Rating: 4 out of 5 stars
Genre: Comedy, Romance, Drama
Run Time: 1 hour 32 minutes, Rated R
Starring: Rashida Jones, Andy Samberg, Elijah Wood, Will McCormack, Chris Messina
Written by Rashida Jones and Will McCormack
Directed by Lee Toland Krieger (The Vicious Kind, December Ends)
At first glance, Celeste and Jesse seem to be the perfect match. They compliment each other, make each other laugh and appear to be the best of friends. Then we learn that they are actually separated and will soon be getting a divorce. In the words of Tina Turner: What's love got to do with it?
Celeste and Jesse Forever stars two actors known more for their comedic abilities: Rashida Jones, best known from shows like The Office and Parks & Recreation, and Andy Samberg, best known as a featured member on Saturday Night Live (having just ended his time there this past season). It's a romantic comedy, but don't hold that label against it.
This story is really about Celeste, a 30-something gal who - like many women - had a very specific vision of their future growing up. Jesse doesn't quite fit the "perfect" mold that she has convinced herself she needs, and years of marriage have resulted in little change.
All of their friends seem confused at Celeste and Jesse's relationship. They make each other happy, what more could they ask for? That's the primary question the film poses. As many of us know first-hand, love is a many splendor things, including complicated.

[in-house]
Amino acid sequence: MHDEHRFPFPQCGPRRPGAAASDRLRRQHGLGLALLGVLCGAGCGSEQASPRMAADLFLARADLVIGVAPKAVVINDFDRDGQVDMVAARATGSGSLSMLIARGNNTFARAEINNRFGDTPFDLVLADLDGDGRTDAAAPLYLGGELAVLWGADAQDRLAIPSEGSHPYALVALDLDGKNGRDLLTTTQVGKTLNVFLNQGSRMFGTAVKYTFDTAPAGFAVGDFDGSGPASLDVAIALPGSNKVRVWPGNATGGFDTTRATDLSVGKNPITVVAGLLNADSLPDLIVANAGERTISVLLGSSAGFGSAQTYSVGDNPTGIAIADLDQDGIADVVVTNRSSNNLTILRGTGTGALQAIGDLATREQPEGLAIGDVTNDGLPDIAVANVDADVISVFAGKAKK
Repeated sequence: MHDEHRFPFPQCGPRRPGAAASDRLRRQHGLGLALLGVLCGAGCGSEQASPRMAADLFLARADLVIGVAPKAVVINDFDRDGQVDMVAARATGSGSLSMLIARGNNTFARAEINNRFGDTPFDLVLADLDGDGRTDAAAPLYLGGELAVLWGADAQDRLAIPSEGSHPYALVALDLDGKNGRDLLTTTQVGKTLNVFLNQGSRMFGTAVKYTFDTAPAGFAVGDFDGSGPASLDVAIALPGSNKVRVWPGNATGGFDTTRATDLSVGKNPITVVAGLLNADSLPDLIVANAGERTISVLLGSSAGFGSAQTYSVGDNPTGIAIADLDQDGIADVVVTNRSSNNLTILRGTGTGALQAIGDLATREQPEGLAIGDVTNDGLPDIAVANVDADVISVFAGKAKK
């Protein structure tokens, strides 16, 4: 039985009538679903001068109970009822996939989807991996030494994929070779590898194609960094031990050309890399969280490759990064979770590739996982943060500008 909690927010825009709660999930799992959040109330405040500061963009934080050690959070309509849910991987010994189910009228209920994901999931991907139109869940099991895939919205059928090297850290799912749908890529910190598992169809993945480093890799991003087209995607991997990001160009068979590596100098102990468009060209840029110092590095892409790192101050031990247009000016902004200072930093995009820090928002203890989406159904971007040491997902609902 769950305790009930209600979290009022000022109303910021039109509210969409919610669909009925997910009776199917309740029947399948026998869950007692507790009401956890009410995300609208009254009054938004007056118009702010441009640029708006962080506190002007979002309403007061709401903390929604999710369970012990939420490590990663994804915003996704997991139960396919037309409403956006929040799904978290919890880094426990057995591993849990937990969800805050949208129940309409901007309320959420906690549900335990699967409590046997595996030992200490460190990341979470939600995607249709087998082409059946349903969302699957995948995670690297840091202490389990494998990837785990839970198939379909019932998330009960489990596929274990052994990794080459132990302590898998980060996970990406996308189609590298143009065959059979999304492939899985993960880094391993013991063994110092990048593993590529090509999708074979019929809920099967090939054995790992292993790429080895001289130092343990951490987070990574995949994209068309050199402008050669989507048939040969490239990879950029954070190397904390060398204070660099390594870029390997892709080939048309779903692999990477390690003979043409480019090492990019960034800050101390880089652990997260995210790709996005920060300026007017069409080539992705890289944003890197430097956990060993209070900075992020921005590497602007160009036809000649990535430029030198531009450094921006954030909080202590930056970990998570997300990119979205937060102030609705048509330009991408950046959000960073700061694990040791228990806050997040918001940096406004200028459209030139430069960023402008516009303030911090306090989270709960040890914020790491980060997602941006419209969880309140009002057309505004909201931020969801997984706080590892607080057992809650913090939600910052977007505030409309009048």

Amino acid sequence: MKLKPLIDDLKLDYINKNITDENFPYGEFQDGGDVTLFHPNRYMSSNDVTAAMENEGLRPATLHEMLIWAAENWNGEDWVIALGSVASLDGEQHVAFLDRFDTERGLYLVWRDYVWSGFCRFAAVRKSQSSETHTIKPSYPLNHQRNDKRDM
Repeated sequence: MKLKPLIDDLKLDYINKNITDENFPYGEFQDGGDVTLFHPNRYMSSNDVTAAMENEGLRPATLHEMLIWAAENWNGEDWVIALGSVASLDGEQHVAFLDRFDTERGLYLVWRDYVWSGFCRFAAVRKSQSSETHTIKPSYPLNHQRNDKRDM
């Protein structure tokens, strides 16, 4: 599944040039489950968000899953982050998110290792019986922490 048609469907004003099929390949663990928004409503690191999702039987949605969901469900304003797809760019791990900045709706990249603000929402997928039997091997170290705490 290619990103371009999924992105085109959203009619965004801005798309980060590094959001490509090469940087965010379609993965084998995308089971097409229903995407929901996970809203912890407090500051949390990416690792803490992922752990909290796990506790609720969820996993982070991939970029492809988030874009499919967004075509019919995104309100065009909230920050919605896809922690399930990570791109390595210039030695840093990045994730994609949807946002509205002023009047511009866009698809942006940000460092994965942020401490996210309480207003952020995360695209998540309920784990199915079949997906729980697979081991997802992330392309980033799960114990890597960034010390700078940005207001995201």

Rashida Jones creates a fascinating character in Celeste, who seems impermeable. She is a train wreck emotionally, but deflects any semblance of real emotion. She is no damsel in distress, but rather a proud, stubborn, independent woman coming to grips with the idea that the world is beyond her control.
Jones also co-wrote the film, and it's clear that she wanted to portray a side of her that we haven't been able to see in her TV and supporting roles she's held until now. Man is she great here. Samberg is effective and perfectly cast, but the movie and all of its substance rides with Jones, who handles the spotlight brilliantly.
Romantic comedies often get trashed because they are so familiar and worn-out...there's really only two outcomes: They either get together in the end or they don't. Give Celeste and Jesse Forever a lot of credit for working within the defined guidelines of a rom-com, but landing as something fresh and different.
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